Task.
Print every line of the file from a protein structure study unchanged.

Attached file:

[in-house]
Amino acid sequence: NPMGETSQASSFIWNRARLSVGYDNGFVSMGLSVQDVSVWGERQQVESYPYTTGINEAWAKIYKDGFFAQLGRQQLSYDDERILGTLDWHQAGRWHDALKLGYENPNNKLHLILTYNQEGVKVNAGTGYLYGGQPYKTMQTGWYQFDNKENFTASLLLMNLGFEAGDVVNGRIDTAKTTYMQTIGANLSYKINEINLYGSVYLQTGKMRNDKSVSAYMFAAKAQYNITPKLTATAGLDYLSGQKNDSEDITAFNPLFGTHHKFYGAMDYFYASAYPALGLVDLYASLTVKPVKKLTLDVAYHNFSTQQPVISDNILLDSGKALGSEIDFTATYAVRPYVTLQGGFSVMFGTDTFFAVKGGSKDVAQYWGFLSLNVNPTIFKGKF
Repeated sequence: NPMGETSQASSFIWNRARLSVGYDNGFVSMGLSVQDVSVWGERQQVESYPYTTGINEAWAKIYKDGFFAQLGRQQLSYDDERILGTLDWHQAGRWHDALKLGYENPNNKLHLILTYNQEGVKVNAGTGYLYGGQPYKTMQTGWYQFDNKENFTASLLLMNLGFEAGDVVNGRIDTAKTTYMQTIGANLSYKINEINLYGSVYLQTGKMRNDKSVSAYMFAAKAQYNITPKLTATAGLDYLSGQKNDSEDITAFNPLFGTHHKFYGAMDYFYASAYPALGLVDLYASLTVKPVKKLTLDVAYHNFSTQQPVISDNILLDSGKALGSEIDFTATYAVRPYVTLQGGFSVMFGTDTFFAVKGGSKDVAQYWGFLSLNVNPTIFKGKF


[in-house]
Amino acid sequence: NPMGETSQASSFIWNRARLSVGYDNGFVSMGLSVQDVSVWGERQQVESYPYTTGINEAWAKIYKDGFFAQLGRQQLSYDDERILGTLDWHQAGRWHDALKLGYENPNNKLHLILTYNQEGVKVNAGTGYLYGGQPYKTMQTGWYQFDNKENFTASLLLMNLGFEAGDVVNGRIDTAKTTYMQTIGANLSYKINEINLYGSVYLQTGKMRNDKSVSAYMFAAKAQYNITPKLTATAGLDYLSGQKNDSEDITAFNPLFGTHHKFYGAMDYFYASAYPALGLVDLYASLTVKPVKKLTLDVAYHNFSTQQPVISDNILLDSGKALGSEIDFTATYAVRPYVTLQGGFSVMFGTDTFFAVKGGSKDVAQYWGFLSLNVNPTIFKGKF
Repeated sequence: NPMGETSQASSFIWNRARLSVGYDNGFVSMGLSVQDVSVWGERQQVESYPYTTGINEAWAKIYKDGFFAQLGRQQLSYDDERILGTLDWHQAGRWHDALKLGYENPNNKLHLILTYNQEGVKVNAGTGYLYGGQPYKTMQTGWYQFDNKENFTASLLLMNLGFEAGDVVNGRIDTAKTTYMQTIGANLSYKINEINLYGSVYLQTGKMRNDKSVSAYMFAAKAQYNITPKLTATAGLDYLSGQKNDSEDITAFNPLFGTHHKFYGAMDYFYASAYPALGLVDLYASLTVKPVKKLTLDVAYHNFSTQQPVISDNILLDSGKALGSEIDFTATYAVRPYVTLQGGFSVMFGTDTFFAVKGGSKDVAQYWGFLSLNVNPTIFKGKF